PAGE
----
Employers are placed in a very difficult position under immigration law. While you are required to obtain documentation from a potential employee of the potential employee's citizenship and right to work in the United States, you are prohibited from discriminating against potential employees on the basis of national origin. Thus, while you are required to examine two pieces of official identification in connection with the completion of Form I-9, that same form expressly states that you cannot specify which documents you will accept.
Two developments in the immigration law area are causing employers a great deal of concern: the increase in so-called "I-9 Audits” and the Social Security Administration's resumption of the "No-Match" Letter Program. The I-9 audit program is primarily lead driven, with potential leads coming from disgruntled employees, competitors, and the public. Under this program, Immigration and Customs Enforcement (ICE) is auditing employers suspected of cultivating illegal workplaces by knowingly employing illegal workers. These audits focus on whether the Form I-9 has been properly completed for all employees and also whether and to what extent an employer has systems in place to ensure compliance with the Form I-9 verification process.
The "No-Match" Letter Program was resumed earlier this year after a two-year suspension of the program due to lawsuits over proposed regulations issued by the Dept. of Homeland Security. A no-match letter is a letter to an employer, advising the employer that the Social Security number reported by an employee does not match that employee’s name. The Social Security Administration resumed sending letters in April of this year. If an employer receives such a letter, it is required to perform some due diligence to determine the possible cause of the mismatch and to give the employee a reasonable opportunity to resolve the problem.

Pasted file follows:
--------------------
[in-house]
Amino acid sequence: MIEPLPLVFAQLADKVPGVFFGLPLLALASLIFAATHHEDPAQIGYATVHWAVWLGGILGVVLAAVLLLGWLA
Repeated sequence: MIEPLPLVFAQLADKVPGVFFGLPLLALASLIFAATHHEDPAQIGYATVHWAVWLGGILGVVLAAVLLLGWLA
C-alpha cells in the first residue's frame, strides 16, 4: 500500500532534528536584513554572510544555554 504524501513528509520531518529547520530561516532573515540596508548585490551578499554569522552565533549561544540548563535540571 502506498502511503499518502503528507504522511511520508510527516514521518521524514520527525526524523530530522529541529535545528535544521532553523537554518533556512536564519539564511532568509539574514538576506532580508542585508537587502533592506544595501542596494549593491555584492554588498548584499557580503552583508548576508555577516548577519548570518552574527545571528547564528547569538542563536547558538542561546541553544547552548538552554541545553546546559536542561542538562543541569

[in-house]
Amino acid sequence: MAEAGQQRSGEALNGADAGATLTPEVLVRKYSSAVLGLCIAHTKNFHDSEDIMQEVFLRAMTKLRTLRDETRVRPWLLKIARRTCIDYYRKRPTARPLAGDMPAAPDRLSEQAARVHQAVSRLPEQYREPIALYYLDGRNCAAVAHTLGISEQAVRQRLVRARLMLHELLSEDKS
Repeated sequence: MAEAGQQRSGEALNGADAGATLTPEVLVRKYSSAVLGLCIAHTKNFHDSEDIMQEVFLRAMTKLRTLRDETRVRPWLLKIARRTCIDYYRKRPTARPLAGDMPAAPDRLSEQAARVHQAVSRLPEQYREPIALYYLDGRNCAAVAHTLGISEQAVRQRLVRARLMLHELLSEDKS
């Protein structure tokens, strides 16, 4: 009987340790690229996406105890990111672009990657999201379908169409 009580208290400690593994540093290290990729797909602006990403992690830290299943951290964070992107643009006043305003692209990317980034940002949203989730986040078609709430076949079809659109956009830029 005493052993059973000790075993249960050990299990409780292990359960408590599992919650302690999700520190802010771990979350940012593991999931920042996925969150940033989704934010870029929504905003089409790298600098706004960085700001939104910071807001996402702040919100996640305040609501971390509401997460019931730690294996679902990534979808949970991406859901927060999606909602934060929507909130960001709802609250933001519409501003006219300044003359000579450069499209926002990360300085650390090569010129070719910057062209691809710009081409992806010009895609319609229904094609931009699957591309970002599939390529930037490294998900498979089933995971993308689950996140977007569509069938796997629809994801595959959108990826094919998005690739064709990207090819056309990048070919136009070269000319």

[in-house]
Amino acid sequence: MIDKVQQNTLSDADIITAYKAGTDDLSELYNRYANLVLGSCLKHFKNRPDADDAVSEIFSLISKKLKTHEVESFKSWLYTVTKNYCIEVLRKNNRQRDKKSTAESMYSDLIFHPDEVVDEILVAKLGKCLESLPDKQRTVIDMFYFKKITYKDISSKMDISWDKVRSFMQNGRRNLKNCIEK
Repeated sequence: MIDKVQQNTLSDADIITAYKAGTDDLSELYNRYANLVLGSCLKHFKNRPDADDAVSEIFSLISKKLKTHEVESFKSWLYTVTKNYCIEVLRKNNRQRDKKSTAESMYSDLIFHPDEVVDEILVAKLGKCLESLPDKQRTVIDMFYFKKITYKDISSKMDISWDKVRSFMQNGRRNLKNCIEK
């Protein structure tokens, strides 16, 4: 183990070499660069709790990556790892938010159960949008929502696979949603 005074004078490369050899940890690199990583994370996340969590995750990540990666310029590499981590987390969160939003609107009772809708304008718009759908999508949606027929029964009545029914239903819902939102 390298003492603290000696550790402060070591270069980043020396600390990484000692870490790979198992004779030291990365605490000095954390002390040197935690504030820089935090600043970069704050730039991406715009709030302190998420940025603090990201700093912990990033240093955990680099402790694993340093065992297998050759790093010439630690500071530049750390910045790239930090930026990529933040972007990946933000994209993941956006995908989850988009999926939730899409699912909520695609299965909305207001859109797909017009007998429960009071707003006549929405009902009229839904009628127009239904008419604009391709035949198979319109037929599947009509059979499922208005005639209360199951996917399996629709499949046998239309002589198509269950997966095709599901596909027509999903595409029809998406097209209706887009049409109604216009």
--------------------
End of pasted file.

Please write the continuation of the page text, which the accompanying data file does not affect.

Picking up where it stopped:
It is fairly clear that the employers who are facing significant problems with ICE and being assessed significant fines are those employers who lack reasonable systems to comply with the law. Absent internal systems for compliance, the government's position is that the employer is fostering an illegal work environment.
Employers are expected to take affirmative steps to comply with the law by developing internal systems to promote compliance. If an employer has an internal compliance program and follows the program, it is far less likely to be the subject of an enforcement action.
A compliance program is simply written procedures for how you intend to process Form I-9 and how you make sure that your files are complete. Such a program should also include a procedure for dealing with “no match” letters received from the Social Security Administration. However, it cannot be emphasized enough that merely having a compliance program is insufficient; the program must be followed in order to protect the employer.
The E-Verify Program
E-Verify is an Internet-based system that allows an employer, using information reported on an employee's Form I-9, to determine the eligibility of that employee to work in the United States. In several educational programs, speakers often cite the following advantages to this program:
However, there are disadvantages:
On balance, we think participation in the program is a good idea. It is quite likely that the program will become mandatory over time. (It is already mandatory in some states.) It’s unfortunate that the immigration controversy is resulting in more work for employers rather than better government enforcement of the law.
Michael P. Coyne is a founding partner of the law firm Waldheger Coyne, located in Cleveland, OH. For more information of the firm, visit: www.healthlaw.com or call 440.835.0600.
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